The last time I read Kushiel’s Legacy, only the first two trilogies had been published. Since then, there’s been a third trilogy, and I wasn’t optimistic about it: I’ve read way too many fantasy or SF series that go off the rails as they get extended, so it’s time for that series to lose its spark, and the reviews on Amazon seemed to agree with that. Still, I thought the first trilogy was amazing, and the second trilogy can be powerful in its own way as well, so I figured I should continue on to the third trilogy this time through the series.
And I’m glad I did! There’s certainly some of the “playing out more of the same ideas” feeling (where haven’t we gone yet? Hmm, I guess we’ll do Asia and the Americas this time), but the trilogy is actually rather thoughtful about the question of how to avoid feeling numb about repeating the same old heroism over and over again. It puts that question front and center: Terre d’Ange is rather more settled a few generations later, and the country as a whole (or at least people close to the political center) are feeling like they want more opportunities for heroism. In a lot of series, this setting would turn into an external threat attacking a country that isn’t prepared for it, with unexpected heroism saving the day; instead, the people in this trilogy who want to do something more end up causing trouble, trouble for themselves and trouble for others. (But not really existential trouble for the nation; the threats are lower-key than that.) Moirin and those close to her certainly do more than their fair share of heroic deeds, but there’s not the same savior complex, and to the extent that they are saving countries they’re nudging the people living into those countries back onto how they would like to behave anyways. (Well, mostly; how they would like to behave combined with modern liberal sensibilities.)
Other than that, the part of the series that stuck out the most to me was the second book, specifically its portrait of Christianity. It’s a much more direct, pointed attack on an aspect of modern life than we normally see in the series. Which isn’t to say that the series as a whole is so dramatically anti-Christian: the middle book of the previous trilogy presents a duel between two views of what Christianity could mean, both of which are presented as significantly different from worship of Elua (let alone of Naamah) but one of which is very much crafted with love and as a vision of love. But, in the time and area where Naamah’s Curse is written, that vision of love is on the run, replaced by one that’s much more oppressive, with authoritarian misogyny cloaked in language of spiritual growth. (The Kushiel series as a whole makes an interesting counterpart to another book I’m reading now, From a Broken Web; Joan, the next time you’re looking for something to read, you could do a lot worse than giving this series a try.)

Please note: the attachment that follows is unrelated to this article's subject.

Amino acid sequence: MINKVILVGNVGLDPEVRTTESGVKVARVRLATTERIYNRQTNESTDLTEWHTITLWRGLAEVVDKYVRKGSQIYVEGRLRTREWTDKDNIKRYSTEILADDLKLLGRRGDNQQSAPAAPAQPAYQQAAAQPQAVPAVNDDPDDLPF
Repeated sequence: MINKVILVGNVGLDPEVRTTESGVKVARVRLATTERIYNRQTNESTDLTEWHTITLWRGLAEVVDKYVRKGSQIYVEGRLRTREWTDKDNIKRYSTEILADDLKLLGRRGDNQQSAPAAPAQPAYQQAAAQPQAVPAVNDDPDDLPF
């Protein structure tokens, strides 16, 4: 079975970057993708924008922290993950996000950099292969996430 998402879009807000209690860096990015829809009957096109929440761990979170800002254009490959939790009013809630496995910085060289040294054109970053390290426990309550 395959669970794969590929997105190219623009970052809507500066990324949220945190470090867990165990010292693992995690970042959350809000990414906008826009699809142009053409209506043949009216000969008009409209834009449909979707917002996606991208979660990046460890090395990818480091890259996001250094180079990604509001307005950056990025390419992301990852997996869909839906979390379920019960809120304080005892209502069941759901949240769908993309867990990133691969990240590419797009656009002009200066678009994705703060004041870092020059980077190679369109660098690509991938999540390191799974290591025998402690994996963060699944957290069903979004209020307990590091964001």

Authoritarian misogyny is, of course, awful; but beneath that, there’s a whole denying of physicality, denial of the body in Christianity, which that volume presents. I was probably relatively sympathetic to that when I was younger, but I’m a lot less sympathetic now: as focused as I am on matters of the mind, my body is a big part of who I am. And that includes my mind’s reactions to my body.
Of course, sex isn’t just about bodies: it’s about emotions, it’s about pleasure, it’s about connection. None of which Christianity is great with: it’ll accept all of those, but only on narrowly prescribed turns. Yes, sex can lead to places that are at tension with spiritual growth; the answer to that isn’t to deny it, the answer to that is to figure out how to get that tension going somewhere productive. (If it’s a source of tension that’s relevant to you; if you’re not into sex or spiritual growth, I certainly wouldn’t mark that against you in any way!)
It’s not like that distaste for sex, bodies, and pleasure is unique to Christianity, of course: I have shelf after shelf of Buddhist books upstairs, but the older I get the less patience I have with “all life is suffering” as well. Life isn’t something to be gotten beyond, life (even including suffering) is something to learn from and to embrace, and there’s an awful lot we can do to try to reduce suffering on earth.
Which reminds me of the vinegar tasters; returning to the Moirin trilogy, I guess Master Lo Feng is a sort of Taoist wise man? That’s a message I’m happy enough to accept; probably time for me to dive back into it.
- October 16, 2013 @ 21:42:55 [Current Revision] by David Carlton
- October 16, 2013 @ 21:42:55 by David Carlton